12. I. Barnea, V. Bilciurescu, “Şantierul archeologic Basarabi (reg. Constanţa),” MCA 6 (1959), pp. 541-567; Christian Art in Romania 2, I. Barnea (ed.) (Bucharest 1981), pp. 17-20, 46-90.
13. About forty settlements generally dated to the 10th c. have been attested there. Most likely the settlement density was not a result of a demographic ‘explosion,’ but indicates a transfer of a population engaged in working the quarries, which supplied the construction of the Stone Dyke: P. Diaconu, Em. Zah, “Les carrières de pierre de Pacuiul Lui Soare,” Dacia 15 (9171), pp. 303-4.
14. I. Barnea, ”Les monuments rupestres de Basarabi en Dobrudja,” Cahiers Archéologiques 13 (1962), pp. 192, 197-98; 200-201.
15. The conversion of cells into burial chambers was also a common practice in Byzantine monasticism from the 4th c. onwards: Y. Hirschfeld, The Judean Desert Monasteries in the Byzantine Period (New Haven - London 1992), pp. 130-133; L. Rodley, Cave Monasteries of Byzantine Cappadocia (Cambridge 1985), p. 202.
16. K. Popkonstantinov, “Les inscriptions du monastère rupestre près du village Murfatlar (Basarab). État, théories et faits,” in Dobrudža. Etudes ethno-culturelles, ed. D. Angelov, (Sofia: Editions de l’Academie Bulgare des Scienes, 1987), pp. 116-120, 126-128; 144-145; K. Popkonstantinov, O. Kronsteiner, Altbulgarische Inschriften, 1 (Die Slawischen Sprachen, 36) Salzburg-Wien, 1994, p. 75; Fl. Curta, “The cave and the dyke: a rock monastery on the tenth-century frontier of Bulgaria,” Studia Monastica 41/1 (1999), pp. 129-151.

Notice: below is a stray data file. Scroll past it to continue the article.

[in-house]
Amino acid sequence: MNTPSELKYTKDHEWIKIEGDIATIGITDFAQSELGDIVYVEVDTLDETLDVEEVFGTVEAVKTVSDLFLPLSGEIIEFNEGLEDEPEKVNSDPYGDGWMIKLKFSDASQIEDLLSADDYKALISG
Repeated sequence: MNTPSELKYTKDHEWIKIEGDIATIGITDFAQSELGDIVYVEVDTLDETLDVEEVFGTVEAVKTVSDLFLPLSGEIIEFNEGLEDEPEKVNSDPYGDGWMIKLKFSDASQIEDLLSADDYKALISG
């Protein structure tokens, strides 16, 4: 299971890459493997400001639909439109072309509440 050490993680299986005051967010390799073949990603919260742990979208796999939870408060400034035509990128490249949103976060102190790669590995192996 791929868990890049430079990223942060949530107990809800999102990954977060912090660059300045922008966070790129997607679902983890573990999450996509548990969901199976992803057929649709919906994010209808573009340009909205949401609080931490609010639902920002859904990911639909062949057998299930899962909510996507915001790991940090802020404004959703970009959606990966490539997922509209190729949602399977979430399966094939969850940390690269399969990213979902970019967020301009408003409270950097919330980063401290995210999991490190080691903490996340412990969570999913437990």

17. For the interpretation of the complex, see Р. Костова, “Скалният манастир при Басараби, Северна Добруджа: някои проблеми на интерпретацията,” in Българите в Северното Причерноморие, 7, ed. П. Тодоров (V. Turnovo 2000), pp. 131-153.
18. K. Popkonstantinov, O. Kronsteiner (1994), p. 109.